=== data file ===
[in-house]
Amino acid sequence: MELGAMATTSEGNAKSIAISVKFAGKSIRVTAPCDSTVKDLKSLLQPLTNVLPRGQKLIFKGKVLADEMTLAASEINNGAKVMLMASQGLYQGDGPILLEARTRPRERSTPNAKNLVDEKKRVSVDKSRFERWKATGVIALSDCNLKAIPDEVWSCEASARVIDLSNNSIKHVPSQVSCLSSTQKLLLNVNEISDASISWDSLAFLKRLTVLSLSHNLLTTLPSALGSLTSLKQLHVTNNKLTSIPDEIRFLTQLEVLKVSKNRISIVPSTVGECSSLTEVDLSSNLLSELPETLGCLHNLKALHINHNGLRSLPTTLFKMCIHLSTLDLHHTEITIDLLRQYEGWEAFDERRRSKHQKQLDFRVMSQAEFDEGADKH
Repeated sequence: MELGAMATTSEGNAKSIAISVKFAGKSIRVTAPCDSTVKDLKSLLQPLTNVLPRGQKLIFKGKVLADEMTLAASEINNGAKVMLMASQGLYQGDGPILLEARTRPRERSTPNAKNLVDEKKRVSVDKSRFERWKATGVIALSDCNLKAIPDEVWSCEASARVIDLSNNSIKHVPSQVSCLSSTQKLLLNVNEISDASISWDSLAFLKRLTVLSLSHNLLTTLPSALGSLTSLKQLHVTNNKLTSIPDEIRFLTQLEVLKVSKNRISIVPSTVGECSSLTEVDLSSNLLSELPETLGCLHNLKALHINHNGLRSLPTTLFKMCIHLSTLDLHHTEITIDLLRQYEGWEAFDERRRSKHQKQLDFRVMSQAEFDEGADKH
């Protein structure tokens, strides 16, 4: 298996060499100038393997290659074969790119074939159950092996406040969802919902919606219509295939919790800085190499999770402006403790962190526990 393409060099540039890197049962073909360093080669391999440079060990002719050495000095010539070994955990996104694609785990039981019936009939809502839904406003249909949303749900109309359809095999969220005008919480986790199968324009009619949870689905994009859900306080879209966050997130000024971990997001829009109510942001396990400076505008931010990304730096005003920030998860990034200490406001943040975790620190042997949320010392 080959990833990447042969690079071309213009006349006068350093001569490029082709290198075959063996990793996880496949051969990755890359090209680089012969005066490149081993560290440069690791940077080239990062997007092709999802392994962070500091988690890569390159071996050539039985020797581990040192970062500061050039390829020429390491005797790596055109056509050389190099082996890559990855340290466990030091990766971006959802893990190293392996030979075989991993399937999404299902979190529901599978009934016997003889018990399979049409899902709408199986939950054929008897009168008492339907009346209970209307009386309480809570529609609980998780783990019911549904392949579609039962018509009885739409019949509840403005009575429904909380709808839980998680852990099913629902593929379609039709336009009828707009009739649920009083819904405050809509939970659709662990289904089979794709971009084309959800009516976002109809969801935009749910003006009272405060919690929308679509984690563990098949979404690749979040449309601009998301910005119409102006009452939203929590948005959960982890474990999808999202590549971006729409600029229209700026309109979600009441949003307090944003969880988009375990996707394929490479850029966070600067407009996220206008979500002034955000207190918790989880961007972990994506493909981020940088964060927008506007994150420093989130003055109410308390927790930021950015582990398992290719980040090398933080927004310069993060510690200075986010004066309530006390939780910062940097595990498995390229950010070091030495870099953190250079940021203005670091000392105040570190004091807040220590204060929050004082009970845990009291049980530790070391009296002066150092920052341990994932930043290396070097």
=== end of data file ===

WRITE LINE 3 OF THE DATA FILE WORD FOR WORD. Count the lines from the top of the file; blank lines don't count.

Repeated sequence: MELGAMATTSEGNAKSIAISVKFAGKSIRVTAPCDSTVKDLKSLLQPLTNVLPRGQKLIFKGKVLADEMTLAASEINNGAKVMLMASQGLYQGDGPILLEARTRPRERSTPNAKNLVDEKKRVSVDKSRFERWKATGVIALSDCNLKAIPDEVWSCEASARVIDLSNNSIKHVPSQVSCLSSTQKLLLNVNEISDASISWDSLAFLKRLTVLSLSHNLLTTLPSALGSLTSLKQLHVTNNKLTSIPDEIRFLTQLEVLKVSKNRISIVPSTVGECSSLTEVDLSSNLLSELPETLGCLHNLKALHINHNGLRSLPTTLFKMCIHLSTLDLHHTEITIDLLRQYEGWEAFDERRRSKHQKQLDFRVMSQAEFDEGADKH